Combating
The Big Hack

You can use the capabilities of Solarflare NIC-based security to mitigate Big Hack vulnerabilities.

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A Scary New Threat

Two recent articles by Bloomberg titled “The Big Hack” and “New Evidence of Hacked Supermicro Hardware Found in US Telecom” talk about custom chips which were built to look like signal conditioning couplers or modified RJ45 connectors, but which incorporated memory, networking, and sufficient processing power to launch an attack on the server in which they are installed. It was reported that these microchips were inserted on the motherboard at the factories and that the sabotaged servers have made their way inside data centers operated by several dozen multi-national companies.

Once a compromised server was installed and switched on, these microchips would wait a random amount of time before “phoning home” to receive instructions. These instructions could have the capability to alter the operating system’s kernel so it could accept modifications.

From CPU exploits in January to now a BMC based attack, 2018 represents the latest in a nearly year-long culmination of attacks against the architecture of the server.

Quarantining The Big Hack Vulnerability

Solarflare’s Network Interface Cards (NIC) are the only standard NICs in the market with a tamper-proof Application Specific Integrated Circuit (ASIC) that have been specially engineered to block network flows that comprise this class of exfiltration exploit. This limits hardware and software breaches which use the network as an attack vector. With both hardware management, and a first-generation firewall are built in, Solarflare’s ASICs can drop ALL covert “phone home” communications routed through them which is destined for the attacker’s command and control network. Solarflare NICs enable you to reroute BMC network traffic to facilitate remote system management. Once this is completed the onboard Gigabit Ethernet BMC connection MUST be abandoned in order to completely secure the server.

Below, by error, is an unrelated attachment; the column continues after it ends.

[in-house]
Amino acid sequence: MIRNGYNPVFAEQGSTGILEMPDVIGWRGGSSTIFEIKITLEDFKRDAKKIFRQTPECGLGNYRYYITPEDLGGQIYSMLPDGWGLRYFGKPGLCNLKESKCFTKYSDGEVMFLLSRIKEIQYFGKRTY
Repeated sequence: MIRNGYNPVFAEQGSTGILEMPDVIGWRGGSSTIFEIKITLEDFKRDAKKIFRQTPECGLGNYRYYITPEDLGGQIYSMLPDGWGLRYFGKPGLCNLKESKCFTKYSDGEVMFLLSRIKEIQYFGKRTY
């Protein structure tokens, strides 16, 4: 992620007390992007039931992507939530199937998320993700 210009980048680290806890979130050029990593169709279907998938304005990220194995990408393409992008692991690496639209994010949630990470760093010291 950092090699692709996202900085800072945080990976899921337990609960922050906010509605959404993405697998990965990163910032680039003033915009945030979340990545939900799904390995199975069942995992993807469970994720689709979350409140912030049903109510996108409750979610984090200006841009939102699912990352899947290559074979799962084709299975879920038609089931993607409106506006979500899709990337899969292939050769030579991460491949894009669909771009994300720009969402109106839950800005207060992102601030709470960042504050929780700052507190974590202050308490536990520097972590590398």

By contrast, traditional cyber security companies don’t make ASICS and so they rely on a secure underlying hardware platform. Although servers are constructed as a trusted platform, the attack surface is large; once the trusted platform is compromised so are the products from these traditional cybersecurity companies.

The Solarflare ServerLock™ hardware firewall runs within the ASIC on our NICs allowing you to easily configure security policies that readily prohibit all illicit “phone home” communications. The ServerLock™ software management bundle includes a sample whitelist filter file to limit a server to internal network traffic only, or optionally add very specific outbound communications. Additionally, you can also add alerts for specific classes of traffic -- even traffic that is being dropped by the default security policy.

This enables Solarflare to protect your server, and all of the production network traffic traveling through it while also quarantining an entire class of security vulnerability.

Big Hack Email Updates

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